You might not think of SEO and “Going green” in the same stream of ideas, but when you stop and consider it, there is definitely some merit to combining the two.
SEO & Our Online Environment
If you take a moment and think of “going green” in terms of reducing, reusing / re-purposing, and recycling your content, you can start to see where SEO can tie into the concept of going green and being kinder to your online environment.
Think of the Internet as if it were a planet…
If the Internet is a planet, then the content we create as a part of our SEO efforts is something which inhabits that planet. It has the potential to grow and thrive, or with wither and fade away. Our responsibility lies in creating content that is both natural and productive so that it will thrive and be good for the environment in the bargain.
Give your content a fighting chance to be “green”
So what is “green” content supposed to be like? How can you create great content that is going to help you green up your SEO efforts?
- “Green” content can be anything that is relevant, interesting, useful, and unique.
- “Green” content can be ‘evergreen’ or content that is valuable in the long-term or late-breaking news items that are very important in the moment.
- “Green” content is content that is going to be able to generate links naturally (see the two points above) and will not need to be over-promoted via spammy techniques
Video: Content Recycling Requires Cohesion
Nick makes a very good point. When you are going to be recycling your content you need to make sure that you remain consistent in your branding and your message. You don’t want to go off on a wild tangent trying to create something different and just wind up creating something that’s way out in left field.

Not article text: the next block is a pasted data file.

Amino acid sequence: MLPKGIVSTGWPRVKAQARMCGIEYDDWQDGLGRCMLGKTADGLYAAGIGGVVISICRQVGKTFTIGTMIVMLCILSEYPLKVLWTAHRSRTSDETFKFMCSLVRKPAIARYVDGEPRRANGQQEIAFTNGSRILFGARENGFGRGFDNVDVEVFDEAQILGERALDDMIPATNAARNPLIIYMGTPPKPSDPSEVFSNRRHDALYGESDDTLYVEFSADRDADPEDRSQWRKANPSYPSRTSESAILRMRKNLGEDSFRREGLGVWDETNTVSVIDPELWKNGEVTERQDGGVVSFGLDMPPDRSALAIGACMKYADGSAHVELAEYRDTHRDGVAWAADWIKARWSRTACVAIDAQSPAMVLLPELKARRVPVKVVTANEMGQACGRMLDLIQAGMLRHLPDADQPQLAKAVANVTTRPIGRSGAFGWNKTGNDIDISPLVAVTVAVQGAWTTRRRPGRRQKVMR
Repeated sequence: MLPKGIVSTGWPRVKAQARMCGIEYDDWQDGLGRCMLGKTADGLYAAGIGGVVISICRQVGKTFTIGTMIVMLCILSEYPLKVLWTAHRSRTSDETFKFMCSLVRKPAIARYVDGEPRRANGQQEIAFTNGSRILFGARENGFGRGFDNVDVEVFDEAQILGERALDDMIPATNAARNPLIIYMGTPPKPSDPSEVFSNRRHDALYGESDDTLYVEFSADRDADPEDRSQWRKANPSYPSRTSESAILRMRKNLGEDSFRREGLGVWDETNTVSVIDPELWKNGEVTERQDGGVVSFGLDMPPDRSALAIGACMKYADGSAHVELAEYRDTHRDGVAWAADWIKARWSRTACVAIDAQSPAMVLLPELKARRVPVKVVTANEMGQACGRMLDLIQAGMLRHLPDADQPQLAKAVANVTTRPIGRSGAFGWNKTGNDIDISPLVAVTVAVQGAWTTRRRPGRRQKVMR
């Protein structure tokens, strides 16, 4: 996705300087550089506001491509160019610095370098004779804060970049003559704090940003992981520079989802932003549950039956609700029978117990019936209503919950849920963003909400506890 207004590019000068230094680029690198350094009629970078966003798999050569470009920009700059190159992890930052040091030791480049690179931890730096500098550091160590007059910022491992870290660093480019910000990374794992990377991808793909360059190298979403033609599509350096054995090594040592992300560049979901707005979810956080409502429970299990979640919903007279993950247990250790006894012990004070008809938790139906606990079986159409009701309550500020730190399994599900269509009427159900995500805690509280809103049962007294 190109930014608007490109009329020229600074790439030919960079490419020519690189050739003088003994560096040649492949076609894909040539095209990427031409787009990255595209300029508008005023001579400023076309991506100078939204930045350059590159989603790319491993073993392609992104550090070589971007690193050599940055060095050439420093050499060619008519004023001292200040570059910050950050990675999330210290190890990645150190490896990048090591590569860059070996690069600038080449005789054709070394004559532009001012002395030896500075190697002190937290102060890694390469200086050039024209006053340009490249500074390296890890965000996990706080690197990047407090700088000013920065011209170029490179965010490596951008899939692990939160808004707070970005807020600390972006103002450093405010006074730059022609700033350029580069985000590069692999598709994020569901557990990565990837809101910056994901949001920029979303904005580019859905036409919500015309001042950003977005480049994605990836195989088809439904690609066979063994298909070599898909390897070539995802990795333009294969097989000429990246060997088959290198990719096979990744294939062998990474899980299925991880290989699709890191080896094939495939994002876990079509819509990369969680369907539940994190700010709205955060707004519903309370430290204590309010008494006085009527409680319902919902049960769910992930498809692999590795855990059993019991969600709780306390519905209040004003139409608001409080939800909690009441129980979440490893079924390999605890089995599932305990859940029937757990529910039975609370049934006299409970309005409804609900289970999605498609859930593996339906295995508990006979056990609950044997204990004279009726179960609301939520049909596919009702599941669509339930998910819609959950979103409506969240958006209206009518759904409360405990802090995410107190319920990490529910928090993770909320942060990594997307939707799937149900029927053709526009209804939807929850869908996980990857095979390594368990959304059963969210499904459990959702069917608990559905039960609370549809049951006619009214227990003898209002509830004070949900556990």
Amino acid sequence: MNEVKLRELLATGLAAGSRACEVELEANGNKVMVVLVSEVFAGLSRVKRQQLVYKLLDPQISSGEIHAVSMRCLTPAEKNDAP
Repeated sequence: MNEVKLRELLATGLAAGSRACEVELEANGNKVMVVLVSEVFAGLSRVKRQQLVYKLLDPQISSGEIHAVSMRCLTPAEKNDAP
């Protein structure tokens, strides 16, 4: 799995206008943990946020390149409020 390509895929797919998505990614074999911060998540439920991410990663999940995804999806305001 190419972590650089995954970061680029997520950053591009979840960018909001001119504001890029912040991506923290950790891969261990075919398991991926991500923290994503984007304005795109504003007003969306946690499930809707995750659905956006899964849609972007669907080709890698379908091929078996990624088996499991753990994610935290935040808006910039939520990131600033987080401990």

Green Content For a Better World Wide Web
Green content is all-natural goodness, and just like the infamous granola bars of health-food store legend, we could all probably stand to have some, and do so sooner rather than later.
Spam: The junk food of the internet
The closest thing we can really compare spam to is junk food, but think of it more like junk food that tastes like cardboard. Not only is it not good for you, but it is very bland and tasteless. Spam is more of a chore to produce and consume than “green” content so what’s the point really?
In the past spamming the heck out of something to promote it was the way to go because it was quantity that mattered; of course you wanted the end product to be of reasonable quality, but anything else in the chain wasn’t nearly as big of a concern. And so it went, spam filling up every corner of the internet until we were left sitting on top of a pile of garbage wondering where we all went wrong. Google stood (and still stands) at the bottom of the pile shaking its finger at us and wearing an “I told you so” expression on its face.
You need new content but don’t want to create just any old piece, and you certainly don’t want to contribute to the spam pile…so what do you do?
You create content that is awesome. For reference, we found the following definition of awesome content to be a great yardstick to measure by:
- Useful (it solves an audience problem)
- Interesting (it’s framed in a way that catches attention)
- Audience-friendly (it has an interesting headline and it’s formatted to be readable)
- Sticky (it invites the reader to settle in, learn more, and maybe take the relationship further)
This easy to follow checklist is brought to you courtesy of Sonia Simone at CopyBlogger. You can find the original article here.
Reduce, Reuse, and Recycle Your Content
It’s not as bad as it sounds. When you choose to rework a piece of older content you don’t just have to paraphrase the same old thing and post it in the same old places. When you recycle an idea that’s all you’re doing; you don’t have to recycle word for word, but instead just make use of the same concept and go from there to create something new from something old. Or you can use a plugin or extension for your blog that helps you get some extra mileage out of older posts. You can also reuse content and give it a new purpose. Have you had an enormously popular text-based blog post or two in the past? You could easily convert these posts into videos to put on your website or post on your blog with a link back to the original text. By doing these things you are reducing the amount of brand new content you create which isn’t a good thing or a bad thing. On one hand it’s good because you’re making use of what you already have, and on the other hands it’s not so great because it can lead to a stagnation of ideas. Definitely something to watch out for!
What do you think of going green with your content for SEO?
Are you doing it / Would you do it?